Listing possible actors in the chain of building and employing AI systems may also lead to all-encompassing lists of state and private sector actors. The deepening of the digital ecosystem has led to a situation where responsibilities are becoming increasingly spread to a number of dependant actors. We can map responsibility in several ways: from the obligations of states to the obligations of the private sector; from data preparation to writing algorithm code (how data is cleaned and prepared, which data is taken in and used, and which data is left out of the calculus, etc.); from algorithmic design and development to implementation processes, etc. With the deepening of the digital ecosystem it becomes much more burdensome to determine who is responsible for certain data intake and algorithmic output. The acts committed might not even reach the existing thresholds of accountability. It may even be unjust to hold an actor accountable for the consequences of activities that are generally of great benefit to a society. An actor may be generating a risk our societies are willing to accept as ‘socially permissible risk’.Footnote 64
One way forward is to learn from experiments from domains other than that of justice. In her succinct analysis of automated welfare systems in the USA, EubanksFootnote 65 shows how removing human discretion from public assistance eligibility assessment seemed like a compelling solution to ending discrimination against African-Americans in the welfare system. If human decision-makers are biased, then moving towards eliminating humans from the decision-making loop seems logical. However, despite the fact that such a move towards automation and the elimination of the human from the decision-making process may intuitively feel like the right move to make, the experiences that Eubanks uncovered show that this may well be counterproductive. What advocates of automated decision-making systems neglect is the importance of the ability to bend the rules and re-interpret them according to social circumstances.Footnote 66 Removing human discretion thus is a double-edged sword: it can reduce human bias, but it can also exacerbate past injustices or produce new ones.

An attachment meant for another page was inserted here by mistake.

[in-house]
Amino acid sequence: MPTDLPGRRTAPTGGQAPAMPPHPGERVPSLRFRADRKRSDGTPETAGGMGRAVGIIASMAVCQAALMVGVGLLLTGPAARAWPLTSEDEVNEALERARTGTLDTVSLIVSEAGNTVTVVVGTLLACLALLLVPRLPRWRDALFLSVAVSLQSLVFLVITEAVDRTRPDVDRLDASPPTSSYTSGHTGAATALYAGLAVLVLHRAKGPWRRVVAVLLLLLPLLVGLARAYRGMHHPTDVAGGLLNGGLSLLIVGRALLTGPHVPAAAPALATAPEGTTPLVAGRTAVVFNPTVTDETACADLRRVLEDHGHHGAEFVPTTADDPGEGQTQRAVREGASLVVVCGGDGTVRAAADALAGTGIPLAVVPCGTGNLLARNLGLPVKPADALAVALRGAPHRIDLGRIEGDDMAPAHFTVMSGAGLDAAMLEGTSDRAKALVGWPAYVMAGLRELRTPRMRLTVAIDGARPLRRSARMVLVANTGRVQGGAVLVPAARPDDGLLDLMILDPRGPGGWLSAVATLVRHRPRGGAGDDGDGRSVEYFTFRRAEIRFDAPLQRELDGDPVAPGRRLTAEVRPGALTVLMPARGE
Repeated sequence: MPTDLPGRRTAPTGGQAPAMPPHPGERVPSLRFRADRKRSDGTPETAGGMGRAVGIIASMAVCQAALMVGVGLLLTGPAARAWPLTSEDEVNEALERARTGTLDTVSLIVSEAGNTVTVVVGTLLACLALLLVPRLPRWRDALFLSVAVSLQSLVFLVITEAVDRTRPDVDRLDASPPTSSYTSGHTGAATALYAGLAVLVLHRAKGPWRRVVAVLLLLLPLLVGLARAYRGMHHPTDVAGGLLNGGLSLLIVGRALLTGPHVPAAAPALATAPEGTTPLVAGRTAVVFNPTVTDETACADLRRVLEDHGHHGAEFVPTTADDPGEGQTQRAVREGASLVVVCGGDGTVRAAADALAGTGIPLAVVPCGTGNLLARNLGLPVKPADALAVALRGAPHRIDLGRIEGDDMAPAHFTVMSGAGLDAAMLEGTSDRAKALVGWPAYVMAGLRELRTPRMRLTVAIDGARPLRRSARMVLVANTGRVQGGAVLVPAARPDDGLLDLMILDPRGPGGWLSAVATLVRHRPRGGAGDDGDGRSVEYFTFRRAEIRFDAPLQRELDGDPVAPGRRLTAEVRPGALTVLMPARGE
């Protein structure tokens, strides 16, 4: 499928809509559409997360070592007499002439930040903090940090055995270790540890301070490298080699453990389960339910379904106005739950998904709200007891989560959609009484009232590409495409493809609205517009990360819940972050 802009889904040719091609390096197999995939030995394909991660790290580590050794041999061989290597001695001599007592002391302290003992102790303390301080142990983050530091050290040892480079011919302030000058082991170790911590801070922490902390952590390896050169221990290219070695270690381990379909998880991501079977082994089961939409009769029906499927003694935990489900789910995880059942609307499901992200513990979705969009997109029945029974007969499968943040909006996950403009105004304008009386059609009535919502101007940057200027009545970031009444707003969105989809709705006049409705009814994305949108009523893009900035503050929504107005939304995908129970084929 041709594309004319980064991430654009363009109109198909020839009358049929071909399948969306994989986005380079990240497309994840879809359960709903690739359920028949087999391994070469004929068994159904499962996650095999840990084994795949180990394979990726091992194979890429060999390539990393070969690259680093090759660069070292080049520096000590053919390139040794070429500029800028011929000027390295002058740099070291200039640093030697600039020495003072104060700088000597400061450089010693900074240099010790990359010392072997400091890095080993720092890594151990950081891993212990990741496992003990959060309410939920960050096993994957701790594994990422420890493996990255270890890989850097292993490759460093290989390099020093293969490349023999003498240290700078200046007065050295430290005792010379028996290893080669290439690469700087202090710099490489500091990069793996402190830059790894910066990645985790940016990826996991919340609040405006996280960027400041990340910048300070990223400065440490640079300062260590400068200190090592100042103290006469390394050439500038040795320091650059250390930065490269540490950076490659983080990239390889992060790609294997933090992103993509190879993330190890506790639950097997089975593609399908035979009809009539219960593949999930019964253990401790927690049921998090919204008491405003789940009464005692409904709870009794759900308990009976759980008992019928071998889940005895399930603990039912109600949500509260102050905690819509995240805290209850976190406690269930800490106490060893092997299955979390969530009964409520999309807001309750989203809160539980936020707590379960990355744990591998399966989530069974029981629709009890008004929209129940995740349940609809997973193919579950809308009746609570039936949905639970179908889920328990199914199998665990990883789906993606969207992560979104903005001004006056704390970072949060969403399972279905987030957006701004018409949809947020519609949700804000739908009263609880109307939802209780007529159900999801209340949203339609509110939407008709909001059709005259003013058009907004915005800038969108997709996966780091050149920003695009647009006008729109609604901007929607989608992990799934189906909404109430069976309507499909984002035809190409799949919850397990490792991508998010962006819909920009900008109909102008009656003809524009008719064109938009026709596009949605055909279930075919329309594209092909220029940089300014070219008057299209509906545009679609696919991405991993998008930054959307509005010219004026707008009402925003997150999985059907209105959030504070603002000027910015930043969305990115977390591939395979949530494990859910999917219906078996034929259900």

Similarly, in Turkle’s analysis of the social acceptability of computerised decision-making systems, she claims that when a system is perceived as discriminatory and one that creates racially disparate outcomes in sentencing, disadvantaged African Americans would choose a computerised judge rather than a human judge.Footnote 67 After all, human judges tend to be white middle-aged men. The ‘tough on crime’ laws that established mandatory minimum sentences for many categories of crime and removed part of judges’ discretion did make US criminal justice fairer—but all defendants were hit hard and prisons soon became overcrowded. Ironically, writes Eubanks,Footnote 68 the adoption of ‘tough on crime’ laws were a result of organising by both conservative ‘law-and-order’ types and by some progressive civil rights activists who saw the bias in judicial discretion. However, the evidence of the past thirty years is different: racial disparity in the criminal justice system has worsened, and mandatory sentencing laws and guidelines have put sentencing on autopilot.Footnote 69
Lastly, the impacts of AI systems extend beyond human rights. Their impacts may have distorting effects on the fundamental cornerstones and architecture of liberal democracies, i.e., regarding the principle of the separation of powers and the limitation of political power by the rule of law.
Among the several definitions of AI, the definition of the Commissioner for Human Rights is used herein:
‘An AI system is a machine-based system that makes recommendations, predictions or decisions for a given set of objectives. It does so by: (i) utilising machine and/or human-based inputs to perceive real and/or virtual environments; (ii) abstracting such perceptions into models manually or automatically; and (iii) deriving outcomes from these models, whether by human or automated means, in the form of recommendations, predictions or decisions.’
The Council of Europe Commissioner for Human Rights .
Groff, Vigne .
Eck, Chainey, Cameron, Leitner, Wilson .
Siegel , p. 90.
Saunders, Hunt, Hollywood .
For a successful use of the latter, see Kadar, Maculan, Feuerriegel .
Schermer, Georgieva, Van der Hof, Koops .
Wu, Zhang .
Agüera y Arcas, Mitchell, Todorov .
Calling Bullshit .
Kleinberg et al. .
Kehl, Kessler .
See the award-winning book on the harm caused by ‘super-max’ prisons, including the harm resulting from solitary confinement in Shalev .
State v Loomis 881 N.W.2d 749 (Wis. 2016).
In appealing to the United States Supreme Court, the Court denied the writ of certiorari, thus declining to hear the case, on 26 June 2017. Loomis v Wisconsin, 881 N.W.2d 749 (Wis. 2016), cert. denied, 137 S.Ct. 2290 (2017).
State of Kansas v. John Keith Walls, 116,027, The Court of Appeals of the State of Kansas (2017).
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The research leading to this article has received funding from the European Union’s Horizon 2020 research and innovation programme under the Marie-Sklodowska-Curie grant agreement for project “Transmaking” project (no. 734855), and the Slovenian Research Agency, research project “Human Rights and Regulation of Trustworthy Artificial Intelligence” (no. V5-1930).
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Završnik, A. Criminal justice, artificial intelligence systems, and human rights. ERA Forum 20, 567–583 (2020). https://doi.org/10.1007/s12027-020-00602-0
- Criminal justice
- Human rights
- Artificial intelligence
- Fair trial